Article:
Today’s featured artist for the UJ Arts & Culture’s ‘The Pandemic Project’, is visual artist Yannis Generalis. His work, entitled Prophylaxis (Greek: Protection), tackles the unseen, microscopic nature of the COVID-19 virus by introducing a more cosmic sort of protection.
The ‘Mati’ or ‘Mataki’, a traditional object in modern Greek culture, is a glass talisman resembling an eye that is believed to protect against all evil forces and negativity. The symbol of an eye is one that is often associated with warding off evil in many cultures, from North India to the Middle East and through the Eastern Mediterranean to North Africa.
Generalis’s artwork is comprised of numerous protective eyes formed by pouring water soluble enamel paint into egg cartons. The use of the egg carton further stretches the metaphor of protection as well as perpetuating another Greek Orthodox symbol, that of the egg as the human soul. Viewed from afar, the eyes form the figure of a sparrow taking flight, which links to the song sung by the UJ Choir.
Paired with the tragically optimistic His Eye is on the Sparrow, Generalis’s work delivers a message of hope in these uncertain times, and proposes that something is looking out for us.
Have a look at Yannis Generalis’s ‘Prophylaxis (Greek: Protection)’ and listen to the UJ Choir singing His Eye is on the Sparrow – Charles H Gabriel, arr. Ben Bram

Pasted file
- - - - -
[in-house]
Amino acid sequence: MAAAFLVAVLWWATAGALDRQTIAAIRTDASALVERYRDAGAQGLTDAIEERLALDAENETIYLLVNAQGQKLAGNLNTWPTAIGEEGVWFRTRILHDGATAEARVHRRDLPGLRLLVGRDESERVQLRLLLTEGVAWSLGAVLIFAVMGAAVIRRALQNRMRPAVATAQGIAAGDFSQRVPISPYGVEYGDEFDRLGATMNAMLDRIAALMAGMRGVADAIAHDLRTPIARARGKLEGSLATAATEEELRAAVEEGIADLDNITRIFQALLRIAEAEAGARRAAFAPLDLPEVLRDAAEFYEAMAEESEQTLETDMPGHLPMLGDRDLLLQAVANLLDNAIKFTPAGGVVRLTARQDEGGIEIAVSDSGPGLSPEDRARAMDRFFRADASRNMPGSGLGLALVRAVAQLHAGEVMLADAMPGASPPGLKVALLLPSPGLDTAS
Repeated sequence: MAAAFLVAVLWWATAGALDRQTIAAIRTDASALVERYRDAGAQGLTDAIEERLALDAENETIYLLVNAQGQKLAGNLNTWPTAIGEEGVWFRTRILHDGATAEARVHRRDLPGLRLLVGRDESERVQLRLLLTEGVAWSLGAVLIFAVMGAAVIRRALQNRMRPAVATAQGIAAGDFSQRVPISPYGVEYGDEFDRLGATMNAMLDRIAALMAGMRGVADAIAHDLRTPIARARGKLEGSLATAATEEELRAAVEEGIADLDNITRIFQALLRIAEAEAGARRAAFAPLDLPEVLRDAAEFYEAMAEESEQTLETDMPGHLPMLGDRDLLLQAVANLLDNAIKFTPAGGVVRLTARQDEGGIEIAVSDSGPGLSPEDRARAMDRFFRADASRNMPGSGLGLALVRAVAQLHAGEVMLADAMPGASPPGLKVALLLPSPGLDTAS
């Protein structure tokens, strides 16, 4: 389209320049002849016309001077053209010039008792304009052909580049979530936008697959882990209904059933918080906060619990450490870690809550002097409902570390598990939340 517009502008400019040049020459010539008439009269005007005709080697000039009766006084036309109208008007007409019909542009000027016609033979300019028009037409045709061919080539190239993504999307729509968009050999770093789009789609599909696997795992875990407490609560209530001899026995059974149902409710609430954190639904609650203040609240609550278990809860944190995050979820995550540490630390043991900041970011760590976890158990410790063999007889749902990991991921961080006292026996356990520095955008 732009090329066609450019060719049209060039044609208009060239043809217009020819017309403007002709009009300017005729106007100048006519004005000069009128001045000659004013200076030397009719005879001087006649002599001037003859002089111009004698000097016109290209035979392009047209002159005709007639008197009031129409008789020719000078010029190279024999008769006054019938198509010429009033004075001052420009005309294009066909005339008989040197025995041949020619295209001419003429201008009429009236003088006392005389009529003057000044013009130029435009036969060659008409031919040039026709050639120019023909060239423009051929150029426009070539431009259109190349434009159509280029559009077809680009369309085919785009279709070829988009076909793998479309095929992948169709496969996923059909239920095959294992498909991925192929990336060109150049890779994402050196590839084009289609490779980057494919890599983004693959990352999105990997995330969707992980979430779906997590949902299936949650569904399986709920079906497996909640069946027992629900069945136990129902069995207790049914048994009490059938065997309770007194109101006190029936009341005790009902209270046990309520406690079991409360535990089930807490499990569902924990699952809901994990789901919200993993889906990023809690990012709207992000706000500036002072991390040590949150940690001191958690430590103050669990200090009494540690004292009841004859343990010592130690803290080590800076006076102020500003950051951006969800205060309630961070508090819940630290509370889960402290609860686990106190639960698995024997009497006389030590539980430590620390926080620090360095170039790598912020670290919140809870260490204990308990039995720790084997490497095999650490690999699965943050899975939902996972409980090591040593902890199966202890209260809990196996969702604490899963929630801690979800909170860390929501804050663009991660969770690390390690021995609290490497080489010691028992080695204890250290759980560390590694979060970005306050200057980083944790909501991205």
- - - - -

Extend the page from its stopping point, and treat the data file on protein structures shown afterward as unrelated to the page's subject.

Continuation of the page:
About Yannis Generalis
Yannis Generalis is a South African visual artist whose approach to art is diverse, strategically combining traditional and experimental approaches to art making. During his formative years, he bore witness to a multitude of impactful socio-political events having grown up in Zimbabwe, Botswana, Greece and South Africa. Having such a diverse cultural background, Generalis has garnered a multi-layered perspective to his work.
Generalis uses storytelling in art to create a layered visual and contextual experience that tackles generally accepted socio-political norms through a range of different media and art forms. This level of storytelling is highly influenced by his early studies in psychology and international relations. Through this process, Generalis challenges these universal archetypes of gender and identity that are present in society.
In his recent Master’s exhibition, Generalis displays this process and the multiple layers of signification that drive the work, becoming evident in what he refers to as, hybrid vigor. Hybrid Vigor: Ecce Homo consisted of works that ranged from traditional oil painting, to rust drawings, sculpture, embroidery and installation.